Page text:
General Manager Stephen Test hosted a dinner at the Four Seasons Café to complement the finely tuned wines of STONESTREET. Stephen says that Alexander Valley is a great place to grow Bordeaux varietals. His model for making wine is the Old World classic with barrel fermented whites and a long maceration of reds. "France would kill for our fruit," Test says. "The great years in France are the warm ones like California's, but it rains a lot and the great wines don’t happen but two or three years in a decade. The rest of the time the weather brings rot and mildew that can make the wine taste like something forgotten in the back of the fridge. Their best years are like California."

Stephen continues, "We have wonderful vineyards and growers in Sonoma. The grapes are physiologically ripe and we are able to make wines that show our style. I started by making wines the way I wanted them to taste, not to fill a market niche. I didn’t know if we’d find an audience or not. The response from the market has been phenomenal. It’s thrilling to have someone say—‘Oh, that’s my favorite Chardonnay. We’re not cheap: $20, $30 and $40 with 14,000 cases of Merlot, 10,000 Cabernet Sauvignon, 30,000 Chardonnay and 2,000 Pinot Noir."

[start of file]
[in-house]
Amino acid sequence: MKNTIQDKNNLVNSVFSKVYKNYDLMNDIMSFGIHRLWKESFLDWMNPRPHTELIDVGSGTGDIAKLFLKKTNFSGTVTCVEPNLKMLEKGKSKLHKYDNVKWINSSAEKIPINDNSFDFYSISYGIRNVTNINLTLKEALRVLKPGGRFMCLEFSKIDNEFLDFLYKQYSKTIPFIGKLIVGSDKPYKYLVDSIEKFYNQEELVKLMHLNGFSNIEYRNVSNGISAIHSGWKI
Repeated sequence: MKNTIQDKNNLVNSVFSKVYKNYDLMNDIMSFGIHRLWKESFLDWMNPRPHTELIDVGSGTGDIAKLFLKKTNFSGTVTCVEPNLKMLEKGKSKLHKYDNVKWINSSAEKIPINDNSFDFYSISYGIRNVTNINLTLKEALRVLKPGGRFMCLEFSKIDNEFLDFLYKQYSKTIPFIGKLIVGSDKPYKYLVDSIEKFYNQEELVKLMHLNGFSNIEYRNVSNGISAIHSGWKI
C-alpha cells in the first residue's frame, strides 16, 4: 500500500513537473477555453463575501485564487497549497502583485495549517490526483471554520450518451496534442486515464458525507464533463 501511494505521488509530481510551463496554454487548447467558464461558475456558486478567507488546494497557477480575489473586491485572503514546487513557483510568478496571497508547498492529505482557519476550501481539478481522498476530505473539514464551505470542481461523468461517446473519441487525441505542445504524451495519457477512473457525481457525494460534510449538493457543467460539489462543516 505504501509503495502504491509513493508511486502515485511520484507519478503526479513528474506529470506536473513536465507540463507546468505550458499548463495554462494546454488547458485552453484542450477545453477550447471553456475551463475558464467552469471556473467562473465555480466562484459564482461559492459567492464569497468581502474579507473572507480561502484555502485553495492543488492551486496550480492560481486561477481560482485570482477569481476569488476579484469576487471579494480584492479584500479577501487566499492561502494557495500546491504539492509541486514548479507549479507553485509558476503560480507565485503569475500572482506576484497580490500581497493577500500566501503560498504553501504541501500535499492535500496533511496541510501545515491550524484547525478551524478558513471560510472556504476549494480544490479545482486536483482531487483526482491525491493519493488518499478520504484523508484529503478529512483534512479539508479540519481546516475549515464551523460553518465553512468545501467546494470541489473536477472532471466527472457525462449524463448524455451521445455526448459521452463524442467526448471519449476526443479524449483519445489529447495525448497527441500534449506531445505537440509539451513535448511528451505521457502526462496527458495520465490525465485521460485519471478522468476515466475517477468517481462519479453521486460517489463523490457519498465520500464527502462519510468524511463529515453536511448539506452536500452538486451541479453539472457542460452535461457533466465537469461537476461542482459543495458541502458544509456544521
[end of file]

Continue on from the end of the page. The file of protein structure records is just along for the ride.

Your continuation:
Winemaker Micheal Westrick says, "My job is to create rich, powerful wines with complex flavors, supple textures and profound balance. Loyal STONESTREET drinkers won’t be disappointed," he promises.  I certainly wasn’t. We tasted the 1996 Sauvignon Blanc, excellent with multiple hors d’oeuvres. The production is limited so be sure to taste it when you next visit the winery.

1995 Stonestreet Chardonnay, Sonoma, was a ripe and rich, buttery, full and big wine that went well with the Shitake and Montrachet Croquette with Red Pepper Coulis, a delightful dish.

1995 Stonestreet Merlot Alexander Valley, a hearty wine with oak and herbal notes, classical in type with great ageability, served with the Sautéed Seabass Crusted in Crumbled Fried Yucca, served in a Red Beet Sauce. The fish was moist and delicate and I preferred the Chardonnay with it.